Deaf ethnicity

Tue, 13 Feb 1996 16:30:14 -0500

Tom Kavanagh rightly asked about my theory of ethnicity in my earlier posting
that Deaf is an ethnic group.

I did use the term "ethnic group" in a vague sense. It connoted
a group of people who have similar backgrounds and behaviors, who see
themselves as a bounded cultural unit within a larger nation-state political
entity, and who consider their identity to be intimately bound to certain
political strategies, i.e., legitimation of ASL as a true language and greater
incorporation into the wider society. In this, a somewhat synthetic version of
"circumstantialist" and "primordialist" senses of ethnicity (which I derive
from the Introduction to Linnekin and Poyer, _Cultural Identity and Ethnicity
in the Pacific_, 1990, Univ. Hawaii), the fact of birth simply determines that
one is deaf; however, if one is raised in a family of Deaf parents who speak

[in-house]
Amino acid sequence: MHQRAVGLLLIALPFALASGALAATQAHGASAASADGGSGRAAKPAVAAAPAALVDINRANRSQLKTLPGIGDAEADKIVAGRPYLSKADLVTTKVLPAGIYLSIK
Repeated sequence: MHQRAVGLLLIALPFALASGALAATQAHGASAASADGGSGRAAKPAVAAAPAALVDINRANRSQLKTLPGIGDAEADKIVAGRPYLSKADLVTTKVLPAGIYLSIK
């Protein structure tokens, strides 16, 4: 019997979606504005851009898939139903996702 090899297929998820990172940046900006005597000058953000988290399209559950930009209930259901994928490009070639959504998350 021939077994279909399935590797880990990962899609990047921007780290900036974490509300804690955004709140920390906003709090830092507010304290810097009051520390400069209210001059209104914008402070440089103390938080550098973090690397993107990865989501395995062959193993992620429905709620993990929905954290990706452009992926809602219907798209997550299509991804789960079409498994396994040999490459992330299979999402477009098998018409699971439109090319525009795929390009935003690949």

ASL, and then actively and strategically transforms deafness into the major
axis of one's personal and group identity, then one asserts Deaf ethnicity,
with all its attendant political ramifications.

I will, however, accept that other definitions would categorize Deafness not
as an ethnic group but as a sub-culture, or similar notion; since I do not
specialize in ethnicity per se, I will stand corrected.

(In point of fact, most Deaf people in my experience and readings assert that
Deaf refers to a "culture" rather than a sub-culture, ethnic group, etc.)

By the way, there was a nice article in the New York Times Magazine concerning
Deaf assertion, politics and identity (Aug 28, 1994).

Eric Silverman
DePauw Univ.